Arts in Medicine Initiative



I have been fortunate to become involved with faculty/doctors from Texas Tech Health Science Center Speech and Hearing Pathology and game theorists from College of Media and Communications in an arts in medicine initiative.

2019 Everyone's NOT Doing it: A Visual Approach to Prevention of on Non-Medical Use of Prescription Medication on College Campuses, Carla Tedeschi (PI-Art), Stacy Elko (Co-PI Art), Justin Keene (Co-PI MCOM)

The non-medical use and abuse of prescription medications on college campuses is a serious public health concern with current preventative approaches being largely ineffective. This research will inform the production of novel and highly innovative messages intended to prevent and stop the NUPM on college campuses.

2018-2019 The Interpretability of Emotions: Comparing Facial Expression Recognition in ASD and Neurotypical Individuals, Stacy Elko(TTU-Art), Tobias Kroll (TTUHSC-SHP), Sherry Sancibrian (TTUHSC-SHP)

Autism Spectrum Disorder is a growing developmental disability in the United States. The present project addresses the question whether artistic expertise can help enhance recognizably of facial emotion expressions. This project will evaluate the recognizably of facial emotion expressions as facilitated by varying artistic renderings of elicited photographs, starting with comparing photographs to simple line drawings. This proposal is the first part of a comprehensive project to create an app-based assessment and therapy tool for speech-language pathologists and psychologists that evaluates and trains facial emotional expression in individuals with ASD. Currently this therapy is conducted using in-house art work that varies in quality; the goal of this project is to create a quality, marketable, evidence-based electronic version for use in clinics, public schools and private use.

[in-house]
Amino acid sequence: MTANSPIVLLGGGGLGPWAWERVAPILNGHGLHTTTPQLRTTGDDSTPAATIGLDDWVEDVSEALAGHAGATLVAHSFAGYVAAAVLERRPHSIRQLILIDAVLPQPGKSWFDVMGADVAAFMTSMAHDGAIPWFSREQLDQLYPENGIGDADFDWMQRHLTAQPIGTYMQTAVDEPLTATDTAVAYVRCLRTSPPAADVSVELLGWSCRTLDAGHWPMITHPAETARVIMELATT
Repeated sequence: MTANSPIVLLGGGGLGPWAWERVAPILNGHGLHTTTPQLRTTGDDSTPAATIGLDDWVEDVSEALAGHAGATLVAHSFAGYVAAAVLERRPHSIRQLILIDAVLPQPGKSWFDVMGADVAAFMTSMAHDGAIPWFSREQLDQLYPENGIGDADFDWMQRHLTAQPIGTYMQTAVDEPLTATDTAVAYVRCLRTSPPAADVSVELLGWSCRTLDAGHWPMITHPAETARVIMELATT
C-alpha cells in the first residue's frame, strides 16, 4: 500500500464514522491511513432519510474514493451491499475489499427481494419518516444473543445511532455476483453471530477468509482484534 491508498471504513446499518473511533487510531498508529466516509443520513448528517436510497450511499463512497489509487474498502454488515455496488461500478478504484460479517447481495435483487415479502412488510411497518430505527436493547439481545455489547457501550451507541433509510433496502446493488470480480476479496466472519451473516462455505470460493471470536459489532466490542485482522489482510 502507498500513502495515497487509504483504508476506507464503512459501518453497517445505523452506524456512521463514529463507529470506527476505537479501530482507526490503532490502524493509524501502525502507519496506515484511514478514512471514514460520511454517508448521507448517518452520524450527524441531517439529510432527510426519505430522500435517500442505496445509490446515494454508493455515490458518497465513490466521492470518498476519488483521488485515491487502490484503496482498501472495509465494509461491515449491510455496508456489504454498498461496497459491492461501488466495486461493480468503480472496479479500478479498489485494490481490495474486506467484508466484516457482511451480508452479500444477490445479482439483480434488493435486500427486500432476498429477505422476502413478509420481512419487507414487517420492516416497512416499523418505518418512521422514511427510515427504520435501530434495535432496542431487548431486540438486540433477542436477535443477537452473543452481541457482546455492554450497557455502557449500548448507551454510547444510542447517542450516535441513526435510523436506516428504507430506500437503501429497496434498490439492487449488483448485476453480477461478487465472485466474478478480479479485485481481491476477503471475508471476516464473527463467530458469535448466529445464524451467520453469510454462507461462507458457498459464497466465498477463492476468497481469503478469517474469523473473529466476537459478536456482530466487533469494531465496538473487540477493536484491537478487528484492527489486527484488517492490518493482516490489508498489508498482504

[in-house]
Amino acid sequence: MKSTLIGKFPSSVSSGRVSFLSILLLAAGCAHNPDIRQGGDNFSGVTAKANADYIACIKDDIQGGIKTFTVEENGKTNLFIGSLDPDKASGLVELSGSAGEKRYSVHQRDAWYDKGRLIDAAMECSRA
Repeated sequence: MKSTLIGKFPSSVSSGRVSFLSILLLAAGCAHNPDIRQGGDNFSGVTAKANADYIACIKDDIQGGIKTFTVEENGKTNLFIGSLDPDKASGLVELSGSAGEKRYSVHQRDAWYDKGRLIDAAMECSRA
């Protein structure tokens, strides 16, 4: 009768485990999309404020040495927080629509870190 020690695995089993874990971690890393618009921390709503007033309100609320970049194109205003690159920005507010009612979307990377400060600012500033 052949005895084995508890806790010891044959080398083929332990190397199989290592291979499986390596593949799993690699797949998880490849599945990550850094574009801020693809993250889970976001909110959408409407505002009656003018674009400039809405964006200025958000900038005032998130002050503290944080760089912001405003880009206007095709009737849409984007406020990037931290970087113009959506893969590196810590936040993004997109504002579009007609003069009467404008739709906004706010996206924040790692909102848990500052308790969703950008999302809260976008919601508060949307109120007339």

2017-2018 Interactive Environments to Facilitate Communication between Post Stroke Aphasia Patients and Health Care Providers, Stacy Elko (PI-Art), Melinda Corwin (TTUHSC-SHP), John Velez (TTU-MCOM), Justin Keene (TTU-MCOM)

An estimated 7 million Americans 20 years and older have been afflicted with a stroke and 1 to 2 million have developed aphasia as a result of that stroke. Aphasia is a communication disorder that normally results from damage to the left parts of the brain that control language and causes difficulties in speaking, listening, reading, and writing. An interactive visual narrative will be developed that describes the physical process of a stroke.This narrative will step-by- step illustrate and explain the physical process of how a stroke occurs. This will explain the patient’s type of stroke along with the physical and mental changes that may occur: inability to walk/balance, use of only one arm, changes in vision, memory, speech, and understanding and other senses, emotions, and sex drive.